Editorial: It’s Time For Nintendo To Enter The Tabletop RPG Scene

Imagine your typical nerd. They’re probably into comic book movies, fantasy books, and, of course, video games. But do you know what else I bet that typical nerd plays? Tabletop roleplaying games.

Tabletop roleplaying games (TTRPGs) are a genre of board games in which players assume the role of a character in a fictional setting and work with their fellow players to tell a story. The game is usually headed by some sort of “Game Master,” who serves as a sort of narrator for the game. Most TTRPGs involve rolling dice to determine outcomes, and the characters you create have special abilities they can use to help the dice roll in their favor. 

No, they’re not overreacting. Dungeons and Dragons can be that exciting. (Image Source: Netflix)

The most notable tabletop roleplaying game is Dungeons and Dragons. There has been a renaissance of tabletop roleplaying games, especially Dungeons and Dragons, over the last few years. Shows like Stranger Things have shown a glimpse into the history of the ever-popular Dungeons and Dragons, and long form webseries’ like Critical Role have shown what playing the game can actually look like in the modern era. Combine these factors with the ease of access with online support tools like Zoom or Discord to help get a group together to play, and it’s no wonder tabletop roleplaying games have become so popular.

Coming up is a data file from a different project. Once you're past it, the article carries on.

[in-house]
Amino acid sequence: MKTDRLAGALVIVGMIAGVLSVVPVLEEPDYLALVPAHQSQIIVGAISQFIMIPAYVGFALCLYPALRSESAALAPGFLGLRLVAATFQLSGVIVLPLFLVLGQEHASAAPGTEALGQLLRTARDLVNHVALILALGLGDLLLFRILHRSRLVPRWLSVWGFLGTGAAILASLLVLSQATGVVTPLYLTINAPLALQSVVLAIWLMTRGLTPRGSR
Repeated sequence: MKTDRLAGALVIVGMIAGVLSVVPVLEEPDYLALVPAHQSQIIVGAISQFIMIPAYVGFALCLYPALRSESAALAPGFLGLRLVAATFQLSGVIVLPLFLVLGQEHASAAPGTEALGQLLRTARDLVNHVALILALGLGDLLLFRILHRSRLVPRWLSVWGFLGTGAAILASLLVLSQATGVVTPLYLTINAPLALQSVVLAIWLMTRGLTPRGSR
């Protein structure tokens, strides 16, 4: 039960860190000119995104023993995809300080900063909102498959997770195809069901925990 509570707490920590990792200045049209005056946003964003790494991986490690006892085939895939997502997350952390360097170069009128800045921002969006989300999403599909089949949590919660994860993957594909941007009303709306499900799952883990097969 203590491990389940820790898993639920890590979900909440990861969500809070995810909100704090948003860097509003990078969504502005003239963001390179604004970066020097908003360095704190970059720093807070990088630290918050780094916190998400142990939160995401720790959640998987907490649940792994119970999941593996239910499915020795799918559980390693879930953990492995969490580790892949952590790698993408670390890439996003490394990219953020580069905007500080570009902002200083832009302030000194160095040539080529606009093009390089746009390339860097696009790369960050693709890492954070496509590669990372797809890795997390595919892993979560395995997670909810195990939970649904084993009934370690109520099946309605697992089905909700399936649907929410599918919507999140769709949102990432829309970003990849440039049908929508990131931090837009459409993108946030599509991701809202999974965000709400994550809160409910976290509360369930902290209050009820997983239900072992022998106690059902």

However, on the other end of spectrum, many players in the Dungeons and Dragons community have been abandoning ship due to updates to Wizards of the Coast’s Open Gaming License. The whole situation is enough to take up multiple articles on its own, but in short, Wizards of the Coast (WotC, also known as “Wizards”) updated some policies in regards to third party content and monetization, which was terribly received by the community. WotC heard the “feedback” and tried revising their policies. However, Friday, January 27th, WotC announced to keep the original license intact without any changes. Many fans rejoiced at the news, but not without a good amount of fans having a bad taste in their mouth, looking away from D&D to other roleplaying systems to try out.  

The main party of The Legend of Vox Machina, an animated series retelling the events of a game of Dungeons and Dragons played on the webseries Critical Role. (Image Source: Critical Role Productions)

TTRPGs come in many shapes and sizes. Outside of D&D, there is the Call of Cthulhu system, emphasizing a dark, eldritch horror theme. Some systems like Apocalypse World have a Mad Max vibe set in a post-Apocalyptic world, and has even led to its own game engine, Powered by the Apocalypse, being used in a vast variety of genres for different roleplaying experiences.

Which leads me to my main point today: it’s time for Nintendo to dip it’s feet into TTRPGs.